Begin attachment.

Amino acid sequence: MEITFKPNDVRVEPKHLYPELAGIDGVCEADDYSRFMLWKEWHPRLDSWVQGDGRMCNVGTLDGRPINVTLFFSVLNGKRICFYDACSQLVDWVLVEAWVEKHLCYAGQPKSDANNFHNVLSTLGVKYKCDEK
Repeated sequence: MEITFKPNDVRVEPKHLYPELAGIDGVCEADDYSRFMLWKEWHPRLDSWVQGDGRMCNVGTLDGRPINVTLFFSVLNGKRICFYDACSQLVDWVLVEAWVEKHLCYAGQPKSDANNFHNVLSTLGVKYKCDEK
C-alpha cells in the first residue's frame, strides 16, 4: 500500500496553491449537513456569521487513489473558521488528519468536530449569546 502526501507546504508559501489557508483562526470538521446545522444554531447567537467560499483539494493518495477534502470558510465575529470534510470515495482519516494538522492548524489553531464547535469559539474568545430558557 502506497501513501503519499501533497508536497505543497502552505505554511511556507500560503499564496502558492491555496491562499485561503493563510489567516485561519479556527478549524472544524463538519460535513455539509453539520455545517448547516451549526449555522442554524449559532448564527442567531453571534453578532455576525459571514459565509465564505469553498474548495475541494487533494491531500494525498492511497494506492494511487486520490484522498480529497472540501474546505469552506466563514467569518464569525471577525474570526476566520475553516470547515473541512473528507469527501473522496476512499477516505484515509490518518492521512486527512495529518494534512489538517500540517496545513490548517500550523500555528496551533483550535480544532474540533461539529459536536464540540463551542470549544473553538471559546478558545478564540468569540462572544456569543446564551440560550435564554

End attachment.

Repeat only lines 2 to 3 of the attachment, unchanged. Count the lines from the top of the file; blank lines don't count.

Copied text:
Repeated sequence: MEITFKPNDVRVEPKHLYPELAGIDGVCEADDYSRFMLWKEWHPRLDSWVQGDGRMCNVGTLDGRPINVTLFFSVLNGKRICFYDACSQLVDWVLVEAWVEKHLCYAGQPKSDANNFHNVLSTLGVKYKCDEK
C-alpha cells in the first residue's frame, strides 16, 4: 500500500496553491449537513456569521487513489473558521488528519468536530449569546 502526501507546504508559501489557508483562526470538521446545522444554531447567537467560499483539494493518495477534502470558510465575529470534510470515495482519516494538522492548524489553531464547535469559539474568545430558557 502506497501513501503519499501533497508536497505543497502552505505554511511556507500560503499564496502558492491555496491562499485561503493563510489567516485561519479556527478549524472544524463538519460535513455539509453539520455545517448547516451549526449555522442554524449559532448564527442567531453571534453578532455576525459571514459565509465564505469553498474548495475541494487533494491531500494525498492511497494506492494511487486520490484522498480529497472540501474546505469552506466563514467569518464569525471577525474570526476566520475553516470547515473541512473528507469527501473522496476512499477516505484515509490518518492521512486527512495529518494534512489538517500540517496545513490548517500550523500555528496551533483550535480544532474540533461539529459536536464540540463551542470549544473553538471559546478558545478564540468569540462572544456569543446564551440560550435564554